The Greater Bay Area and the Role of Hong Kong and Macau SARs in the Belt and Road Initiative

  • Jean A. Berlie
  • Steven Hung
Part of the Politics and Development of Contemporary China book series (PDCC)


Mainland China, the Hong Kong and Macau Special Administrative Regions (SARs) of China are involved in the global projects called the Belt and Road Initiative and the Greater Bay Area (GBA). Finance, economy and infrastructure are at the forefront of Hong Kong’s sectors. Its financial system is well regulated in many areas.

The urban population of the GBA is growing, and with the development of the Belt and Road Initiative many cities in the Guangzhou-Hong Kong-Macau triangle will be linked. Hong Kong, since decades is the world’s freest economy, see the 2019 index of economic freedom, and Macau is also a free economy. Hong Kong has a key role—already fully implemented by President Xi Jinping and Hong Kong’s Chief Executive Carrie Lam—for the development of the Greater Bay Area which became promoted with the symbolic and quite extraordinary new giant bridge linking Hong Kong with Zhuhai and Macau (Macau, Ponte HK-Zhuhai-Macau, Serie IV, Nr 63, 2018). Already Hong Kong and Shenzhen have merged into one block virtually separated only by the law until 2047. Similar interconnections link Macau and Zhuhai. The Hong Kong Basic Law does not allow the fusion of the two cities, but now the name Greater Bay Area links them and had changed something. It shows the beginning of a future fusion out of the legal system. Foreign Direct Investment (FDI) is one of the most important factors of economic and financial development of China’s globalization. Certainly, the Greater Bay Area will contribute to the development of the Belt and Road Initiative in the future. The major function of the Greater Bay Area is to expand the role of Hong Kong, Macau and the Province of Guangdong to develop the Belt and Road Initiative; this was clearly mentioned by the Chief Executive of Hong Kong SAR, Carrie Lam Cheng Yuet-ngor. Macau is a historical tourist center and was before 2014 the first casino city of the world.


Belt and Road Development Foreign Direct Investment (FDI) Greater Bay Area Guangzhou HK-Zhuhai-Macau Bridge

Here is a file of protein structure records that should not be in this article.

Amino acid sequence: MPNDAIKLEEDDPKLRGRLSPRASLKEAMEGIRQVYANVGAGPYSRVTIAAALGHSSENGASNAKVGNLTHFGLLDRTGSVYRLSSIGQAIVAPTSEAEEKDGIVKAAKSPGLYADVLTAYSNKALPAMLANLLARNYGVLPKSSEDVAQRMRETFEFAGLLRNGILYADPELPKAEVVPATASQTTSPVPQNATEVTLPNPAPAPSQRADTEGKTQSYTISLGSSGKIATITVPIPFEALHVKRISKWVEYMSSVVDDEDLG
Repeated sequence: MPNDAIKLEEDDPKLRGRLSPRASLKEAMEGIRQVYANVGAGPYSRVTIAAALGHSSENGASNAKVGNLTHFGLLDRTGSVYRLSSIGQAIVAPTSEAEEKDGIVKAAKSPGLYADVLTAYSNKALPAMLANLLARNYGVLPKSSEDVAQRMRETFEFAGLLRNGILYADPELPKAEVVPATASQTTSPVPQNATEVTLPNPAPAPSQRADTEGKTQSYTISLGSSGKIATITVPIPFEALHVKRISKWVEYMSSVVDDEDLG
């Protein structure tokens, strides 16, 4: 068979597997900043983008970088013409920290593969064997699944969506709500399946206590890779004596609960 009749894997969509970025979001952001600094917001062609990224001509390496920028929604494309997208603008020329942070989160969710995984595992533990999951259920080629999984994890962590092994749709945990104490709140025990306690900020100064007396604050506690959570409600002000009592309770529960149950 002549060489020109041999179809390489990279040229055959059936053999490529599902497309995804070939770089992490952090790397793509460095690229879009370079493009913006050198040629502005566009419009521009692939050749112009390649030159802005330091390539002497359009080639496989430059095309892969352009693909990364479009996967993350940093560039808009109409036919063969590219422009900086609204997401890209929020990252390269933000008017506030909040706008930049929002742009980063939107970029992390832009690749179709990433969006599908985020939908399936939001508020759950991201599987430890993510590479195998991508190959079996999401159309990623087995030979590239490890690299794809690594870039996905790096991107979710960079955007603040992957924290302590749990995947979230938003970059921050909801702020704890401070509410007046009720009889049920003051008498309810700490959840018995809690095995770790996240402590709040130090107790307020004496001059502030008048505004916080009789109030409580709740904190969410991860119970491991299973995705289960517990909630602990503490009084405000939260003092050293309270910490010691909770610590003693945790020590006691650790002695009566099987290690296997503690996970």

1. Appadurai, Arjun, ed. 2001. Globalization. London: Duke University Press.Google Scholar
  2. Beck, Ulrich. 2000. What Is Globalization? Cambridge: Cambridge University Press.Google Scholar
  3. Berlie, Jean A. 2012. The Chinese of Macau: A Decade After the Handover. Hong Kong: Proverse.Google Scholar
  4. Cheang, Miles, et al. 2008. Transportation Investment in Rapidly Urbanizing China: Best Practices for Supporting Balanced Regional Economic Returns. In Transportation and Development Innovative Best Practices 2008: Proceedings of the First International Symposium Beijing, ed. Louis F. Cohn, 27–32. Reston: ASCE.CrossRefGoogle Scholar
  5. Chen Li. 2015. China’s Centralized Industrial Order: Industrial Reform and the Rise of Centrally Controlled Big Business. London and New York: Routledge.Google Scholar
  6. Feasel, Edward M. 2018. Challenges Confronting Globalization. In Exports, Trade Policy and Economic Growth in Eras of Globalization, ed. E.M. Feasel, 190–213. London and New York: Routledge.CrossRefGoogle Scholar
  7. Greater Bay Area (GBA): (The) Greater Bay Area. 2017. Accessed October 12, 2018.; Greater Bay Area 2014–2018: Craig Shute. 2014. Hong Kong’s Stepped-Up Integration with Pearl River Delta (Greater Bay Area). South China Morning Post, October 24, 2014.
  8. Gunn, Geoffrey C. 2012. Foreword. In The Chinese of Macau: A Decade After the Handover, ed. J.A. Berlie, 11–30. Hong Kong: Proverse.Google Scholar
  9. Guo, Shiping, ed. 2018. Yuegangao dawanqu. Guihua he quanqiu dingwei (Guangdong Hong Kong Macau Greater Bay Area. Project and Global Perspective). Guangzhou: SPM.Google Scholar
  10. Index of Economic Freedom. 2019. [PDF]. Accessed February 1, 2019.
  11. Kenwood, A., and A. Lougheerd. 1971. The Growth of the International Economy 1820–1960. Albany, NY: State University of New York Press.Google Scholar
  12. Lam, Jermain. June 2002. Globalization and Fiscal Management in Hong Kong. New Zealand Journal of Asian Studies 4–1, 62–83. Accessed January 28, 2019.
  13. Lin, George C.S. 1997. Red Capitalism in South China: Growth and Development of the Pearl River Delta. Vancouver: UBC Press.Google Scholar
  14. Macau. Agosto 2018. Ponte HK-Zhuhai-Macau, Serie IV, Nr 63.Google Scholar
  15. Shenzhen. 2018. Accessed October 23, 2018.
  16. Tong Io Cheng. 2012. The Basic Law and the Chinese of Macau. In The Chinese of Macau a Decade After the Handover, ed. J.A. Berlie, 66–84. Hong Kong: Proverse.Google Scholar
  17. Verdict. 2018. Accessed October 25, 2018.
  18. Zhang, Q., and B. Felmingham. 2002. The Role of FDI, Exports and Spillover Effects in the Regional Development of China. The Journal of Development Studies 38 (4): 157–178.CrossRefGoogle Scholar

Copyright information

© The Author(s) 2020

Authors and Affiliations

  • Jean A. Berlie
    • 1
  • Steven Hung
    • 1
  1. 1.The Education University of Hong KongTai PoHong Kong

Personalised recommendations